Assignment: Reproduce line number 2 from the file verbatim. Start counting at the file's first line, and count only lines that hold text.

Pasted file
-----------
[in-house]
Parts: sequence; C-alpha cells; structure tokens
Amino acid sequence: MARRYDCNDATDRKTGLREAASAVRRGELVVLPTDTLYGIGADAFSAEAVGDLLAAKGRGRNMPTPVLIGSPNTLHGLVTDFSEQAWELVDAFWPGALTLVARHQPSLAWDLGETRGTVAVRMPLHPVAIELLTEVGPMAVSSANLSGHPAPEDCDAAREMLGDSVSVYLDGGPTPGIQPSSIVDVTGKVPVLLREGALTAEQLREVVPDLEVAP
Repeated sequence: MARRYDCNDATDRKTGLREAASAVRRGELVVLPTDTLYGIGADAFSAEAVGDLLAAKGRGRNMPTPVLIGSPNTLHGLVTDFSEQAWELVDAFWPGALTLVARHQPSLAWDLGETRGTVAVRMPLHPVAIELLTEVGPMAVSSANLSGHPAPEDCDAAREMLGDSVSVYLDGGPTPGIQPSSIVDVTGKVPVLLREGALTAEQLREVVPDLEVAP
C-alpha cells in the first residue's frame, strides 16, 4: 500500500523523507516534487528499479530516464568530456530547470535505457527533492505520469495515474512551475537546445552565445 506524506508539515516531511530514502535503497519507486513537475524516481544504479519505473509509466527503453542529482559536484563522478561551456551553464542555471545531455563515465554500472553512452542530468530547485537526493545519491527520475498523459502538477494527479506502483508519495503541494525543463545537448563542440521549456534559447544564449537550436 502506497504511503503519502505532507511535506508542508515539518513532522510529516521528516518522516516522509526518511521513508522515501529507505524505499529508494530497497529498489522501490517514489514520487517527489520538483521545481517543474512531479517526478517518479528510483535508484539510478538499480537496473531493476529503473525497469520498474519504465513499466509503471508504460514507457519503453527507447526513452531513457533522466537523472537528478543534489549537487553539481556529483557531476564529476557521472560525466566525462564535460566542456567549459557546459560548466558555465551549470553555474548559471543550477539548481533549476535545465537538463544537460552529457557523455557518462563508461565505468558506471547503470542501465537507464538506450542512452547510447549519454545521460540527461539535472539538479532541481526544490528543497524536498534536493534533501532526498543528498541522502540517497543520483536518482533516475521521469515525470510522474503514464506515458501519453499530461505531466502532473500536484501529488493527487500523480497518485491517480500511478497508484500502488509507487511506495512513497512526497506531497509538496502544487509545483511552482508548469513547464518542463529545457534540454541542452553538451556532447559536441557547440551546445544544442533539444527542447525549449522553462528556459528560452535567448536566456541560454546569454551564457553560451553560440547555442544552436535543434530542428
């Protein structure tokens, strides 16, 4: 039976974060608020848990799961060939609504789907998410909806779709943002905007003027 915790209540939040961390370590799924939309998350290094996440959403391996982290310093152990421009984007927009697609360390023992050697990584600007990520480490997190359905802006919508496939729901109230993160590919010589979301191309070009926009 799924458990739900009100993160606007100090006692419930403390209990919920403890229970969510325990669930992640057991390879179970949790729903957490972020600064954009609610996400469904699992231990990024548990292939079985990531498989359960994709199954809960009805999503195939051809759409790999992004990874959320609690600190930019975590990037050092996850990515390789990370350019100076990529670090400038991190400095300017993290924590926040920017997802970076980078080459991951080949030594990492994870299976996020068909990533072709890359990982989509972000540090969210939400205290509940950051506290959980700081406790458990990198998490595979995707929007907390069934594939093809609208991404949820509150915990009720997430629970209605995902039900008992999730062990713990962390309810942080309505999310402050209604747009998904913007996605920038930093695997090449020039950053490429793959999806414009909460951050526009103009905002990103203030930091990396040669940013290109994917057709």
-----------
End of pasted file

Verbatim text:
Parts: sequence; C-alpha cells; structure tokens